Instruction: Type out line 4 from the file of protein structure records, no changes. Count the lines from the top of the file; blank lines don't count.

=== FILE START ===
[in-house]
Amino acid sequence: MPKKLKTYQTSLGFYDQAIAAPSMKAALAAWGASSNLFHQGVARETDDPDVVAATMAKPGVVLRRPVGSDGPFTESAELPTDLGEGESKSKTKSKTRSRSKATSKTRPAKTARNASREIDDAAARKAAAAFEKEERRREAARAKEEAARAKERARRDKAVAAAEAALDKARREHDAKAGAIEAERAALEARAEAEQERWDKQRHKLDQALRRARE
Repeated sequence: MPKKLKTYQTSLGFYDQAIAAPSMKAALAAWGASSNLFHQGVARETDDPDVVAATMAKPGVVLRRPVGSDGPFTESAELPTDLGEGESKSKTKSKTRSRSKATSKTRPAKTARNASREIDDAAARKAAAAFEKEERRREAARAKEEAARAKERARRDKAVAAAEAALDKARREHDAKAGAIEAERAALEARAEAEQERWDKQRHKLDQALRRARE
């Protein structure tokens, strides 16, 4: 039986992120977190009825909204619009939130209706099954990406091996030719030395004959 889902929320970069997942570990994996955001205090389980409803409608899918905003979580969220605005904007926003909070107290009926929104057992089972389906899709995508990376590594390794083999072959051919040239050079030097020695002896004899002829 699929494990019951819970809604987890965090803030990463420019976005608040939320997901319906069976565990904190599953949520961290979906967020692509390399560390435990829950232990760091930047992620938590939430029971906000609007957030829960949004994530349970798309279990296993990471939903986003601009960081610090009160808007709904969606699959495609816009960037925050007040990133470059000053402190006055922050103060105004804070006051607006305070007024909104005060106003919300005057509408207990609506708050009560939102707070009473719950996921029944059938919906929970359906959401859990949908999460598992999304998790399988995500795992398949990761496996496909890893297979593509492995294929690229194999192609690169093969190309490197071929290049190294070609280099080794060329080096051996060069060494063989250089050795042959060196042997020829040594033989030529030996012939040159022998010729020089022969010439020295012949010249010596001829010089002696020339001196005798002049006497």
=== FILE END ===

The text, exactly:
């Protein structure tokens, strides 16, 4: 039986992120977190009825909204619009939130209706099954990406091996030719030395004959 889902929320970069997942570990994996955001205090389980409803409608899918905003979580969220605005904007926003909070107290009926929104057992089972389906899709995508990376590594390794083999072959051919040239050079030097020695002896004899002829 699929494990019951819970809604987890965090803030990463420019976005608040939320997901319906069976565990904190599953949520961290979906967020692509390399560390435990829950232990760091930047992620938590939430029971906000609007957030829960949004994530349970798309279990296993990471939903986003601009960081610090009160808007709904969606699959495609816009960037925050007040990133470059000053402190006055922050103060105004804070006051607006305070007024909104005060106003919300005057509408207990609506708050009560939102707070009473719950996921029944059938919906929970359906959401859990949908999460598992999304998790399988995500795992398949990761496996496909890893297979593509492995294929690229194999192609690169093969190309490197071929290049190294070609280099080794060329080096051996060069060494063989250089050795042959060196042997020829040594033989030529030996012939040159022998010729020089022969010439020295012949010249010596001829010089002696020339001196005798002049006497």